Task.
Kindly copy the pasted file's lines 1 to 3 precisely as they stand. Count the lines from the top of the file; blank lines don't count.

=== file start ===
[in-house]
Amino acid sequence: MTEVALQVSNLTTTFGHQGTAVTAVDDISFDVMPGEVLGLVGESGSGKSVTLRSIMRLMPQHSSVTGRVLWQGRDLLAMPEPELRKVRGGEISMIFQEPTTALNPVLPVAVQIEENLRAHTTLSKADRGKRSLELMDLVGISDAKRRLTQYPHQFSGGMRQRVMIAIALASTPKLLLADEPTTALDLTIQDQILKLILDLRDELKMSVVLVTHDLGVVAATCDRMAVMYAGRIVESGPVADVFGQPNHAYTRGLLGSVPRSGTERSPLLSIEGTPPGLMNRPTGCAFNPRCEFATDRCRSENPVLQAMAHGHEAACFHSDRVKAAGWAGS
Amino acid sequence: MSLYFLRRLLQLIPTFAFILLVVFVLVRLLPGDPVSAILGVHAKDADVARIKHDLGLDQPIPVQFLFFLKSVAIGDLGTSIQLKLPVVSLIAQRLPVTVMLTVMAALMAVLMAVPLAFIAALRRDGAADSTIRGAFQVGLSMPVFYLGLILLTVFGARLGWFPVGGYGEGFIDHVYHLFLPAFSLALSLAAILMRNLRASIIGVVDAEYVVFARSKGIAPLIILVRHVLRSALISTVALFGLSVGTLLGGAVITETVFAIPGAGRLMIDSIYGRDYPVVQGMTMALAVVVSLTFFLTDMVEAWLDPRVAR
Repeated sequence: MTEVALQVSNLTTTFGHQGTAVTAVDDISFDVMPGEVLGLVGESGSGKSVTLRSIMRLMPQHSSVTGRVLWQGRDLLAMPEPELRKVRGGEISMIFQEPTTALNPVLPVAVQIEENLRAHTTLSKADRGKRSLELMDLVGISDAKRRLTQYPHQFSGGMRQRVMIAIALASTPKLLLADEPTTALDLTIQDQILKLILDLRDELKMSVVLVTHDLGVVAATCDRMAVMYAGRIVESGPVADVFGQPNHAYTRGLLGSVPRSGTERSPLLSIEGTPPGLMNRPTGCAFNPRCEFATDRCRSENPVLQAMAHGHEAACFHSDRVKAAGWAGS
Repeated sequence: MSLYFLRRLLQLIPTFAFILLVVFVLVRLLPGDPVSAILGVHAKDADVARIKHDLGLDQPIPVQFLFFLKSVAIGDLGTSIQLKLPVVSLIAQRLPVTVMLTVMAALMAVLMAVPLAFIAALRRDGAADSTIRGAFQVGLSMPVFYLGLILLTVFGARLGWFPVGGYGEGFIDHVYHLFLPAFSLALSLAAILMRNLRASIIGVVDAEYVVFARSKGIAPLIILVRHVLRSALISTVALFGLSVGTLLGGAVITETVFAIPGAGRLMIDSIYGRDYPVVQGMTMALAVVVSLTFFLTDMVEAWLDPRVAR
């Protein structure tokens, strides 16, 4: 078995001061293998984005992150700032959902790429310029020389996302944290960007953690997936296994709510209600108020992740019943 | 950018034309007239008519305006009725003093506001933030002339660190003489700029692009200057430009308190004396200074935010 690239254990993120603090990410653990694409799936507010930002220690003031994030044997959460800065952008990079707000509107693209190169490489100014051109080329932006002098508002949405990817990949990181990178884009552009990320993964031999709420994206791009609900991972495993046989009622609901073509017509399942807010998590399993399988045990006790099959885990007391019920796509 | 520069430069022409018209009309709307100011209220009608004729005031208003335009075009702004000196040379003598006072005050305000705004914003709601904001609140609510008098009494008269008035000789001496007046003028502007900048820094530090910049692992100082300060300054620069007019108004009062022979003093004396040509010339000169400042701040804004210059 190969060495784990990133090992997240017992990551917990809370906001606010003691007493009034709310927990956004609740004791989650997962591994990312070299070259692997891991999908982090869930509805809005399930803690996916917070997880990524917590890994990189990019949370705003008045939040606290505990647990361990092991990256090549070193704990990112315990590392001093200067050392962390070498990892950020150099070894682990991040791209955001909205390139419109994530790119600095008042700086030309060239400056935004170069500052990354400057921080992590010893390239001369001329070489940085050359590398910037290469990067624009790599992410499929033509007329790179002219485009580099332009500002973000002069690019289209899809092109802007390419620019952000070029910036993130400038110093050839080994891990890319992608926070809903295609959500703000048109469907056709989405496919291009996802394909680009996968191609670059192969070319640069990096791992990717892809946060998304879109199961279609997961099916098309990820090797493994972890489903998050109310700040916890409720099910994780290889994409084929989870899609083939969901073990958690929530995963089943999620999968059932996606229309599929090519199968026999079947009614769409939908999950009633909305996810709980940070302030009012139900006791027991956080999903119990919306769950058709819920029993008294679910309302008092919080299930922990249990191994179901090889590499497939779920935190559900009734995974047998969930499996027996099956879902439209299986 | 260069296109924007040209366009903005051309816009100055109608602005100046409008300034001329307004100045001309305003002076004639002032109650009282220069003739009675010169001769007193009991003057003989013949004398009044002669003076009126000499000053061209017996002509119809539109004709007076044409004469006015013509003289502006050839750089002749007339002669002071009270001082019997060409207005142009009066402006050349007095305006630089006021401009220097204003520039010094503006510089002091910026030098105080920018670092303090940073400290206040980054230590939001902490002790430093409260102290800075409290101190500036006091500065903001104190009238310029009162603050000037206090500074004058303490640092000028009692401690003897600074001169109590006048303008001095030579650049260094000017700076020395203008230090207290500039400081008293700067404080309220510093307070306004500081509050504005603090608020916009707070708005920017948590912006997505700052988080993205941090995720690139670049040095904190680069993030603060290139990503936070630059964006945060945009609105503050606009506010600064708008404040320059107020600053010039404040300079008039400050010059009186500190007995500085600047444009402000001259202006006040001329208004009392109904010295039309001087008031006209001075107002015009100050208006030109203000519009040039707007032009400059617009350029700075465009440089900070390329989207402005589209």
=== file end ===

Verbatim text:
[in-house]
Amino acid sequence: MTEVALQVSNLTTTFGHQGTAVTAVDDISFDVMPGEVLGLVGESGSGKSVTLRSIMRLMPQHSSVTGRVLWQGRDLLAMPEPELRKVRGGEISMIFQEPTTALNPVLPVAVQIEENLRAHTTLSKADRGKRSLELMDLVGISDAKRRLTQYPHQFSGGMRQRVMIAIALASTPKLLLADEPTTALDLTIQDQILKLILDLRDELKMSVVLVTHDLGVVAATCDRMAVMYAGRIVESGPVADVFGQPNHAYTRGLLGSVPRSGTERSPLLSIEGTPPGLMNRPTGCAFNPRCEFATDRCRSENPVLQAMAHGHEAACFHSDRVKAAGWAGS
Amino acid sequence: MSLYFLRRLLQLIPTFAFILLVVFVLVRLLPGDPVSAILGVHAKDADVARIKHDLGLDQPIPVQFLFFLKSVAIGDLGTSIQLKLPVVSLIAQRLPVTVMLTVMAALMAVLMAVPLAFIAALRRDGAADSTIRGAFQVGLSMPVFYLGLILLTVFGARLGWFPVGGYGEGFIDHVYHLFLPAFSLALSLAAILMRNLRASIIGVVDAEYVVFARSKGIAPLIILVRHVLRSALISTVALFGLSVGTLLGGAVITETVFAIPGAGRLMIDSIYGRDYPVVQGMTMALAVVVSLTFFLTDMVEAWLDPRVAR